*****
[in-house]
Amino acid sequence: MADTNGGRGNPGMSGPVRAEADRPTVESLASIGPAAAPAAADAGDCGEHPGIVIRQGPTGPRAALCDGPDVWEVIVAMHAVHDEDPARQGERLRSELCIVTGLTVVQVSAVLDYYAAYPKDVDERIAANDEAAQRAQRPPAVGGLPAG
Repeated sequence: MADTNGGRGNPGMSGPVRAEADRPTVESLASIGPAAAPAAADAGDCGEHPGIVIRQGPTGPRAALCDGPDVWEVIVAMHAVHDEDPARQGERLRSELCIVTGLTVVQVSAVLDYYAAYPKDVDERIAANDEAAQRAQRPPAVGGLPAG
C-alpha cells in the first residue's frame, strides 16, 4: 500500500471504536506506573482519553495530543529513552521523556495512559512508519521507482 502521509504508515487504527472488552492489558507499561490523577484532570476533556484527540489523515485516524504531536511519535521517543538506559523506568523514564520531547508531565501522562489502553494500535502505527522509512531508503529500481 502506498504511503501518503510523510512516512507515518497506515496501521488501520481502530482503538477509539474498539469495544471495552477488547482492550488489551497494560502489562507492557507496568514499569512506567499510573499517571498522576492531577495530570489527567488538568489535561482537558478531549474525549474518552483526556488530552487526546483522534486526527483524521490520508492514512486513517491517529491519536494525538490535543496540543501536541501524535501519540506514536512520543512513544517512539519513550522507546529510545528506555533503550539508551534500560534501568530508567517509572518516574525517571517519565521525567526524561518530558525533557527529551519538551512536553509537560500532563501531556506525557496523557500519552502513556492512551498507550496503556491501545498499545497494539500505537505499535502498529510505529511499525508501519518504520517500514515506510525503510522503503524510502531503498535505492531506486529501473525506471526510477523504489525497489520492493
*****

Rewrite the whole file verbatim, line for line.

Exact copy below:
[in-house]
Amino acid sequence: MADTNGGRGNPGMSGPVRAEADRPTVESLASIGPAAAPAAADAGDCGEHPGIVIRQGPTGPRAALCDGPDVWEVIVAMHAVHDEDPARQGERLRSELCIVTGLTVVQVSAVLDYYAAYPKDVDERIAANDEAAQRAQRPPAVGGLPAG
Repeated sequence: MADTNGGRGNPGMSGPVRAEADRPTVESLASIGPAAAPAAADAGDCGEHPGIVIRQGPTGPRAALCDGPDVWEVIVAMHAVHDEDPARQGERLRSELCIVTGLTVVQVSAVLDYYAAYPKDVDERIAANDEAAQRAQRPPAVGGLPAG
C-alpha cells in the first residue's frame, strides 16, 4: 500500500471504536506506573482519553495530543529513552521523556495512559512508519521507482 502521509504508515487504527472488552492489558507499561490523577484532570476533556484527540489523515485516524504531536511519535521517543538506559523506568523514564520531547508531565501522562489502553494500535502505527522509512531508503529500481 502506498504511503501518503510523510512516512507515518497506515496501521488501520481502530482503538477509539474498539469495544471495552477488547482492550488489551497494560502489562507492557507496568514499569512506567499510573499517571498522576492531577495530570489527567488538568489535561482537558478531549474525549474518552483526556488530552487526546483522534486526527483524521490520508492514512486513517491517529491519536494525538490535543496540543501536541501524535501519540506514536512520543512513544517512539519513550522507546529510545528506555533503550539508551534500560534501568530508567517509572518516574525517571517519565521525567526524561518530558525533557527529551519538551512536553509537560500532563501531556506525557496523557500519552502513556492512551498507550496503556491501545498499545497494539500505537505499535502498529510505529511499525508501519518504520517500514515506510525503510522503503524510502531503498535505492531506486529501473525506471526510477523504489525497489520492493